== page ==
The great importance attached to the quality of the raw material applies equally to the method of casting. All pipes down to and including those of 3 inches in diameter should be cast vertically in dry sand moulds, from turned iron patterns. The reason for casting vertically is that, however great care may be exercised by workmen, there is always the danger that if the pipes are cast horizontally, or at an inclination, the metal may be unequally distributed through the section of the pipe, caused by a slight shifting of the core from its true position. It was usual at one time to cast all the smaller sizes either horizontally or at an angle; and frequently, when taking old pipes out of the ground, it is found that the metal is much thicker upon one side of the pipe than upon the other. Such pipes have often been the cause of imperfect connections, and consequential leakage, through the impossibility of obtaining sufficient depth of thread for a good attachment, when it has been necessary to drill the main upon the thin side. It is therefore usual to specify that the pipes in addition to being quite straight shall be truly circular in section with the inner and outer surfaces absolutely concentric. In order to prevent unequal contraction the pipes should not be taken from the moulds until after they have lost heat colour.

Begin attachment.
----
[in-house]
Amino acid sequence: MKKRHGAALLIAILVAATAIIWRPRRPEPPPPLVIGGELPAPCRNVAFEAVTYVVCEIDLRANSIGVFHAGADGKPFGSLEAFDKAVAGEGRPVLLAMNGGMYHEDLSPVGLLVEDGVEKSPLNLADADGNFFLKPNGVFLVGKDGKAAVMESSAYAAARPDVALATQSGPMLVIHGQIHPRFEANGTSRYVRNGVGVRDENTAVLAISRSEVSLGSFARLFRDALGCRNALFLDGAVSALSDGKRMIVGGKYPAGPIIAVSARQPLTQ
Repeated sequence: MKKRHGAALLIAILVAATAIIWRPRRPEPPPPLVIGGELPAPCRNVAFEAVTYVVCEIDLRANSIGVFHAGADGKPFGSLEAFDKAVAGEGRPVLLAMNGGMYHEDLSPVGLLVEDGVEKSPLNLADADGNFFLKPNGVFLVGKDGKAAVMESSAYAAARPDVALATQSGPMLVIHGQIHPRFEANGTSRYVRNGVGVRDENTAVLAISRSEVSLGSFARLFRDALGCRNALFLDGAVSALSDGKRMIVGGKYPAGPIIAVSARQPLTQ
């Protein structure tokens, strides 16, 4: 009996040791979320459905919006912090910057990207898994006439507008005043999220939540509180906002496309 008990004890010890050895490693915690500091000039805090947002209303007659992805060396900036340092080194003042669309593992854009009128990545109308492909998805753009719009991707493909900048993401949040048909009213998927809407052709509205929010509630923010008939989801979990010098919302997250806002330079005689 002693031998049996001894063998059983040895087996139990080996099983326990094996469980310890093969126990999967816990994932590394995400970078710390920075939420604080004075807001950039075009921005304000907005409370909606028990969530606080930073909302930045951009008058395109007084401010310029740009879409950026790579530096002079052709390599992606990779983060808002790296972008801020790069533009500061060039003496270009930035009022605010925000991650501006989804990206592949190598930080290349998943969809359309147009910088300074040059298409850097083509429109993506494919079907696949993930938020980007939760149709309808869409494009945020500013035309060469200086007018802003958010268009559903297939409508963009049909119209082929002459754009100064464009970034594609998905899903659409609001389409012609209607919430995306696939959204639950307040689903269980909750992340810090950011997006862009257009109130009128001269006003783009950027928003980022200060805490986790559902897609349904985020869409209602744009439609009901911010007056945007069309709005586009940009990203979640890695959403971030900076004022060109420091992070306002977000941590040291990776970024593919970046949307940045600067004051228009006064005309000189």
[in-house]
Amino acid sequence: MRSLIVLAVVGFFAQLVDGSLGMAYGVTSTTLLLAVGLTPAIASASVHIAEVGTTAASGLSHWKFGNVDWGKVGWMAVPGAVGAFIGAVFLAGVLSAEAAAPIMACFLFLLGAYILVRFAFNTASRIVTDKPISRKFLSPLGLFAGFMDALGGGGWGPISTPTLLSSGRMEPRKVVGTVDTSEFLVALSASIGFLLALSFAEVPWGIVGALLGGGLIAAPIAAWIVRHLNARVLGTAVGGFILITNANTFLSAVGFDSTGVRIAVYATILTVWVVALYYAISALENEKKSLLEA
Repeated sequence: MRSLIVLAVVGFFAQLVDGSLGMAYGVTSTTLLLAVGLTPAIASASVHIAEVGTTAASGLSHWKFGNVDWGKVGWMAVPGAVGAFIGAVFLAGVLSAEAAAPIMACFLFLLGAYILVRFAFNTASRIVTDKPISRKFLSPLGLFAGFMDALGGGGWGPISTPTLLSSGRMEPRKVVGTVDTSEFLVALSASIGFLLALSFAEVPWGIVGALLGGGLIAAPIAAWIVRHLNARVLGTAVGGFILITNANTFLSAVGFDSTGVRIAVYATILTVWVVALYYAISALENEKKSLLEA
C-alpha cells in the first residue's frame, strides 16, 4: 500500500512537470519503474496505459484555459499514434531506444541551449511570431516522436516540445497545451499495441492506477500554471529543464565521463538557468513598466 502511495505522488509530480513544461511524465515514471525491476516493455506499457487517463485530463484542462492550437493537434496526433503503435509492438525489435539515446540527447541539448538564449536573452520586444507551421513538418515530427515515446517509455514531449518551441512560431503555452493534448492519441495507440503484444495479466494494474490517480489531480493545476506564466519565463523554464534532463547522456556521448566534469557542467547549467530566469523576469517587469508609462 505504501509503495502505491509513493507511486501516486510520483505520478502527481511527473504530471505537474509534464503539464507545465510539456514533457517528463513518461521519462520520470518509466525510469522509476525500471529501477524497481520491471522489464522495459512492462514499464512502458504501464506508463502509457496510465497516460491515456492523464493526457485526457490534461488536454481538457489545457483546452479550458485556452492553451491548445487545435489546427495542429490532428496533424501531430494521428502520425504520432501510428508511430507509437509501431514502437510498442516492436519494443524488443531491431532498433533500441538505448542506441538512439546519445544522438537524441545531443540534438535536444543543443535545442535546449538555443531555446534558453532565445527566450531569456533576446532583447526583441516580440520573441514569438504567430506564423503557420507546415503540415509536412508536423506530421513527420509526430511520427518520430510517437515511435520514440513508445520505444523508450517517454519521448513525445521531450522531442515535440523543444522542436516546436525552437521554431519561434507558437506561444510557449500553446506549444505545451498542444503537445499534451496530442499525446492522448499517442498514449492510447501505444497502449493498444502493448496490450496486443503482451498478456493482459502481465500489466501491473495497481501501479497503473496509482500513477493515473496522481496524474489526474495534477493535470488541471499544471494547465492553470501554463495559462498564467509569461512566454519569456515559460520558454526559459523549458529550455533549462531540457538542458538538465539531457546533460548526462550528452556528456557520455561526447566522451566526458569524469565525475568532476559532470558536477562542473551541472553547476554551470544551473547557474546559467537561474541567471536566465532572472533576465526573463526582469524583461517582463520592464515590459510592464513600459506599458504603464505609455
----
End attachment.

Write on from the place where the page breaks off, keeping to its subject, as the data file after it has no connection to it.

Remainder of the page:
The pipes should be as smooth as possible, without sandholes, scales, blisters or lumps, and no filling in, or plugging, of faults should be allowed.

Test for uneven pipes.—A pipe in which the metal is thus unequally distributed through its section may be easily detected, by the simple device of rolling it upon a couple of level rails or lengths of wrought-iron tube. If it always comes to rest with one particular side of the pipe uppermost, it may reasonably be inferred that, when in that position, the lower portion of the pipe is the heavier, and consequently the thicker.

Pipes cast with sockets downward.—Although at some of the French ironworks the method is adopted of casting pipes with their sockets upwards, the exact opposite is the rule in the best of our English ironworks, and that for a very simple reason. When the pipe is cast with the socket downward, the latter, by reason of the weight of metal above it, is rendered very dense in solidifying. It is thus more capable of withstanding the great strain to which it is subjected in the process of jointing, and the risk of split sockets is reduced to a minimum. Few things are more exasperating than to have a


FiG. 23.—-Canting largo pipes at the Stavelcy Ironworks.

length of main well and truly laid, only to find the work rendered useless through split sockets evidencing themselves, entailing the additional expense of cutting out and rejointing, in addition to the accompanying inconvenience and delay.